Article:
Facial recognition systems that dispatch a drone to arrest a criminal on Interpol’s most-wanted list, must not embed past biases in the recognition and decision-making process. Autonomous vehicle and weapons systems must have access to ethical frameworks and moral judgements to make the correct decisions. Capacity development initiatives for humans working shoulder-to-mechanical-shoulder with automated manufacturing lines, or with AI algorithms in financial services, must have the capacity to do so.

The question is often asked about the destruction of employment in the face of automation and the 4IR in particular. Our research indicates that total employment is not reduced; it just shifts as the economy restructures. Rather than asking about the number of workers that will be displaced by technologies, we need to ask how we capacitate our workers to exploit the many new opportunities created by the 4IR. Why can we not be proactive and lead the world in devising methods and models to reskill our workforce for the newly structured economy?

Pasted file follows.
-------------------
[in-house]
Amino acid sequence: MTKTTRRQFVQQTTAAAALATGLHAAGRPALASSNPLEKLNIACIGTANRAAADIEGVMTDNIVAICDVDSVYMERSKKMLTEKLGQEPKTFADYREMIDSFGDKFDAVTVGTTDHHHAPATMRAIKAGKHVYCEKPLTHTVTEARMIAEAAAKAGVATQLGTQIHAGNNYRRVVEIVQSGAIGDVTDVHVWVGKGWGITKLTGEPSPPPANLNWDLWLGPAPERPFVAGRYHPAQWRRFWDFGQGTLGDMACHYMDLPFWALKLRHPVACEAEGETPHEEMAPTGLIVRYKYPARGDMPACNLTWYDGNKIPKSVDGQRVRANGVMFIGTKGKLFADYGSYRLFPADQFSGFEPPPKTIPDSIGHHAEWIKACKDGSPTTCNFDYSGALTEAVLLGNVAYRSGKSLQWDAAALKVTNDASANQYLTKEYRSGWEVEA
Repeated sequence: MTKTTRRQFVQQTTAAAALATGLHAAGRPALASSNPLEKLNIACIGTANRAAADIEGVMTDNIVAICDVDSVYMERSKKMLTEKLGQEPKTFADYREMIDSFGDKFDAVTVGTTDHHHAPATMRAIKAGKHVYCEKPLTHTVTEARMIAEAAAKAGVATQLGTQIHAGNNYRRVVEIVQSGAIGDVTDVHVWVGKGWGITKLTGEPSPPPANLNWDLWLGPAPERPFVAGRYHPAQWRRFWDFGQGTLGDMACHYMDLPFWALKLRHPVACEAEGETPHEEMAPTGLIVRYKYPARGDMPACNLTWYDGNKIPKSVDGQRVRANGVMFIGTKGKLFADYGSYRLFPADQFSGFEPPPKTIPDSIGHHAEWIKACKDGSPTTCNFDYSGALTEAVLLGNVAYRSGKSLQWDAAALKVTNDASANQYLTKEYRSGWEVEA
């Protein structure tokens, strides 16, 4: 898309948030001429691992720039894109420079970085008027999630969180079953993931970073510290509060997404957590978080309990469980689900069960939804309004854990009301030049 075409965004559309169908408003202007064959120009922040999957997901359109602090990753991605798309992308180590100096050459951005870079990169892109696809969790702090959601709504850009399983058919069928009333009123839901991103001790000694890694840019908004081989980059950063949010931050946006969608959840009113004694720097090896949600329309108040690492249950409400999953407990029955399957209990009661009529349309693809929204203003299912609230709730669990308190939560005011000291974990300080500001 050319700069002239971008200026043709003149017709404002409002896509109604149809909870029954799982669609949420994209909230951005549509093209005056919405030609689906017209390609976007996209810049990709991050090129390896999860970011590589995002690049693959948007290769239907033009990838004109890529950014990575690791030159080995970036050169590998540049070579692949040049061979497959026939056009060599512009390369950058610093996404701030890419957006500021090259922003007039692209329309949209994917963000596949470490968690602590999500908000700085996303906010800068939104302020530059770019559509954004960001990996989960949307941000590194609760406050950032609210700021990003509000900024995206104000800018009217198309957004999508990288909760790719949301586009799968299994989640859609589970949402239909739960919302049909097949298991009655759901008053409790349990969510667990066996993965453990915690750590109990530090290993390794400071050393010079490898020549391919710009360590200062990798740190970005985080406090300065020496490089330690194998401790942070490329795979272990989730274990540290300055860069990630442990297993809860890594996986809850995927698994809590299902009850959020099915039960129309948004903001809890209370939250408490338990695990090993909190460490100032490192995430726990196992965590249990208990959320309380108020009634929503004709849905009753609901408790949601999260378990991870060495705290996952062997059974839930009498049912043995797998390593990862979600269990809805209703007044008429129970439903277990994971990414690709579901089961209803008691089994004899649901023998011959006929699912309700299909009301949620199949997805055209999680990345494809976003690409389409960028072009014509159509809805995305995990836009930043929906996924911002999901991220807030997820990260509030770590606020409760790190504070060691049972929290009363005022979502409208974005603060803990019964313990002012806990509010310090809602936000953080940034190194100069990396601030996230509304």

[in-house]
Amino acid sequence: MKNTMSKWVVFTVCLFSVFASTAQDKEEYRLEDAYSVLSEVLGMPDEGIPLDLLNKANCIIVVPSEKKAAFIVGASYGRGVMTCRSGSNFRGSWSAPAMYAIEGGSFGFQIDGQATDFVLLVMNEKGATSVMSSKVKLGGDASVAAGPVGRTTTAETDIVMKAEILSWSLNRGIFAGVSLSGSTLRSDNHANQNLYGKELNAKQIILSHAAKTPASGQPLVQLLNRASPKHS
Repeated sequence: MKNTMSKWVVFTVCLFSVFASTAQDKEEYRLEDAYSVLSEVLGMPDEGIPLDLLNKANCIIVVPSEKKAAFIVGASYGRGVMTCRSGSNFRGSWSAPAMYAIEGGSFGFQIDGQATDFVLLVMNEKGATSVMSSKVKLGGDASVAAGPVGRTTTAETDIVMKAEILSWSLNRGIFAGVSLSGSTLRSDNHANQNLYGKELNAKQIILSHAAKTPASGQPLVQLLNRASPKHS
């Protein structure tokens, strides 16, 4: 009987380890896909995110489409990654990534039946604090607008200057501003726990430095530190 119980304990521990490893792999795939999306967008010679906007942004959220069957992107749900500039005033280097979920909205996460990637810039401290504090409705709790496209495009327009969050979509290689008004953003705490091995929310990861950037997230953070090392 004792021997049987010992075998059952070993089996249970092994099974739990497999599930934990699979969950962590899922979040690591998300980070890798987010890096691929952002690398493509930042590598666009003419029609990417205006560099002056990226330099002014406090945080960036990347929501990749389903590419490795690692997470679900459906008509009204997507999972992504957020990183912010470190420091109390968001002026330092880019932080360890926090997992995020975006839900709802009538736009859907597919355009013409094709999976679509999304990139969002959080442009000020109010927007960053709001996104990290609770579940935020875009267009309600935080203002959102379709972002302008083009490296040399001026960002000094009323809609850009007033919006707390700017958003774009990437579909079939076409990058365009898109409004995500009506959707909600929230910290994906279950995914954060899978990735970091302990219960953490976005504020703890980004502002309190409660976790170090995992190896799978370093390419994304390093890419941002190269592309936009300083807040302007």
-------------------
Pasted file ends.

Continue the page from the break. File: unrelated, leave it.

Yes, Africa will not necessarily create the artefacts or entire ecosystems of the 4IR. Still, I think we have a critical role to play in contributing to the reasoning and algorithms embedded in the systems. We also have an important contribution to make in defining and setting examples of building human capacities to exploit and use the new world unlocked by these systems.

…we can make a significant contribution towards long-term value from the 4IR by forming part of the critical conversations and implementations and reskilling of the workforce.

Business, in essence, remains relatively simple: create value for customers through the execution of operations. As new customer value is created, and operations are transformed by investments in 4IR technologies, we need to become part of the conversation about creating equitable value for all customers and providing skilled resources to execute operations that deliver the required value.